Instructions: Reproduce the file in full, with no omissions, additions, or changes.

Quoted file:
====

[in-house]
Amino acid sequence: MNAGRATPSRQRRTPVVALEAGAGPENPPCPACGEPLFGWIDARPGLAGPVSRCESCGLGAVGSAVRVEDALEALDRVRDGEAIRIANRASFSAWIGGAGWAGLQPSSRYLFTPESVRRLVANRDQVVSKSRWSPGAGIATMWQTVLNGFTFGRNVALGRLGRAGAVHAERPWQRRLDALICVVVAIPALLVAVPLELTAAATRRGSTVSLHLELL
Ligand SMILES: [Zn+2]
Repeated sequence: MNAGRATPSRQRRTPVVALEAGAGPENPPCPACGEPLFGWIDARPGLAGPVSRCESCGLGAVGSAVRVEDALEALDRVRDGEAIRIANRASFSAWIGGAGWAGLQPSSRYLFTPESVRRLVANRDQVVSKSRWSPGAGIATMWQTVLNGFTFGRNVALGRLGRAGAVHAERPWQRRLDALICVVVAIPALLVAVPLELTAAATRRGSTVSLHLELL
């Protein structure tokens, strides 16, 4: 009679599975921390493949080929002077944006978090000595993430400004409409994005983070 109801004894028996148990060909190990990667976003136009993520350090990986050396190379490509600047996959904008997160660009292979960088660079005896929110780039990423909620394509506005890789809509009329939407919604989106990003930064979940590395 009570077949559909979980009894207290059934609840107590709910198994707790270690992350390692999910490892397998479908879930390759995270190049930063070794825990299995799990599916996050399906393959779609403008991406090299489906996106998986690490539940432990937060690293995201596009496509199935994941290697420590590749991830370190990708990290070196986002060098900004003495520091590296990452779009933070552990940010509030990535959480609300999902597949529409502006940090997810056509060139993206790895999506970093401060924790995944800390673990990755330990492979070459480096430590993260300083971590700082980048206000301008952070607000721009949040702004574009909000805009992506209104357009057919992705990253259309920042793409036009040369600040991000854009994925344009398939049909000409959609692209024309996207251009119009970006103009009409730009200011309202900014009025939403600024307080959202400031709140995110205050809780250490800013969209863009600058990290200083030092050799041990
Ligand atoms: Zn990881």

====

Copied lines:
[in-house]
Amino acid sequence: MNAGRATPSRQRRTPVVALEAGAGPENPPCPACGEPLFGWIDARPGLAGPVSRCESCGLGAVGSAVRVEDALEALDRVRDGEAIRIANRASFSAWIGGAGWAGLQPSSRYLFTPESVRRLVANRDQVVSKSRWSPGAGIATMWQTVLNGFTFGRNVALGRLGRAGAVHAERPWQRRLDALICVVVAIPALLVAVPLELTAAATRRGSTVSLHLELL
Ligand SMILES: [Zn+2]
Repeated sequence: MNAGRATPSRQRRTPVVALEAGAGPENPPCPACGEPLFGWIDARPGLAGPVSRCESCGLGAVGSAVRVEDALEALDRVRDGEAIRIANRASFSAWIGGAGWAGLQPSSRYLFTPESVRRLVANRDQVVSKSRWSPGAGIATMWQTVLNGFTFGRNVALGRLGRAGAVHAERPWQRRLDALICVVVAIPALLVAVPLELTAAATRRGSTVSLHLELL
């Protein structure tokens, strides 16, 4: 009679599975921390493949080929002077944006978090000595993430400004409409994005983070 109801004894028996148990060909190990990667976003136009993520350090990986050396190379490509600047996959904008997160660009292979960088660079005896929110780039990423909620394509506005890789809509009329939407919604989106990003930064979940590395 009570077949559909979980009894207290059934609840107590709910198994707790270690992350390692999910490892397998479908879930390759995270190049930063070794825990299995799990599916996050399906393959779609403008991406090299489906996106998986690490539940432990937060690293995201596009496509199935994941290697420590590749991830370190990708990290070196986002060098900004003495520091590296990452779009933070552990940010509030990535959480609300999902597949529409502006940090997810056509060139993206790895999506970093401060924790995944800390673990990755330990492979070459480096430590993260300083971590700082980048206000301008952070607000721009949040702004574009909000805009992506209104357009057919992705990253259309920042793409036009040369600040991000854009994925344009398939049909000409959609692209024309996207251009119009970006103009009409730009200011309202900014009025939403600024307080959202400031709140995110205050809780250490800013969209863009600058990290200083030092050799041990
Ligand atoms: Zn990881």